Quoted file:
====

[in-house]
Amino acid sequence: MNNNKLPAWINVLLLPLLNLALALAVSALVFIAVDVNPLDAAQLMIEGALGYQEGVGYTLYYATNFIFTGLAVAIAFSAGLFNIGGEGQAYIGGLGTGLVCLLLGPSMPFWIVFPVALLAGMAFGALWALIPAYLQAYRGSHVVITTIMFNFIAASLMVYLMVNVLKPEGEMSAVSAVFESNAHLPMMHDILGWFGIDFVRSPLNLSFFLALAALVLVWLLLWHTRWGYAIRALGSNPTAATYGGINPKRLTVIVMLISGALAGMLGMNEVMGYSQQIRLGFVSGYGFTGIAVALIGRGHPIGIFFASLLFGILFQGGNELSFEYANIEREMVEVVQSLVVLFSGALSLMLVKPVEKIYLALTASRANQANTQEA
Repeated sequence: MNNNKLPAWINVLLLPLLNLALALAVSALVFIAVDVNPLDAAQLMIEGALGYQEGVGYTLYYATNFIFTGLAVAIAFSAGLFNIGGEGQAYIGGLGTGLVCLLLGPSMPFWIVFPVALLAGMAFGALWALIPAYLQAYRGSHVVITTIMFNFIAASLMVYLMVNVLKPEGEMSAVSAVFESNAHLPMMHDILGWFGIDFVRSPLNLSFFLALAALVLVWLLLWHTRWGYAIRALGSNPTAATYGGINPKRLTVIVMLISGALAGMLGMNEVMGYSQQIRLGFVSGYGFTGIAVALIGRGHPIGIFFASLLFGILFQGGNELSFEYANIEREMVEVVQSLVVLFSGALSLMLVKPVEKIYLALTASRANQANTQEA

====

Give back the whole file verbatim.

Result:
[in-house]
Amino acid sequence: MNNNKLPAWINVLLLPLLNLALALAVSALVFIAVDVNPLDAAQLMIEGALGYQEGVGYTLYYATNFIFTGLAVAIAFSAGLFNIGGEGQAYIGGLGTGLVCLLLGPSMPFWIVFPVALLAGMAFGALWALIPAYLQAYRGSHVVITTIMFNFIAASLMVYLMVNVLKPEGEMSAVSAVFESNAHLPMMHDILGWFGIDFVRSPLNLSFFLALAALVLVWLLLWHTRWGYAIRALGSNPTAATYGGINPKRLTVIVMLISGALAGMLGMNEVMGYSQQIRLGFVSGYGFTGIAVALIGRGHPIGIFFASLLFGILFQGGNELSFEYANIEREMVEVVQSLVVLFSGALSLMLVKPVEKIYLALTASRANQANTQEA
Repeated sequence: MNNNKLPAWINVLLLPLLNLALALAVSALVFIAVDVNPLDAAQLMIEGALGYQEGVGYTLYYATNFIFTGLAVAIAFSAGLFNIGGEGQAYIGGLGTGLVCLLLGPSMPFWIVFPVALLAGMAFGALWALIPAYLQAYRGSHVVITTIMFNFIAASLMVYLMVNVLKPEGEMSAVSAVFESNAHLPMMHDILGWFGIDFVRSPLNLSFFLALAALVLVWLLLWHTRWGYAIRALGSNPTAATYGGINPKRLTVIVMLISGALAGMLGMNEVMGYSQQIRLGFVSGYGFTGIAVALIGRGHPIGIFFASLLFGILFQGGNELSFEYANIEREMVEVVQSLVVLFSGALSLMLVKPVEKIYLALTASRANQANTQEA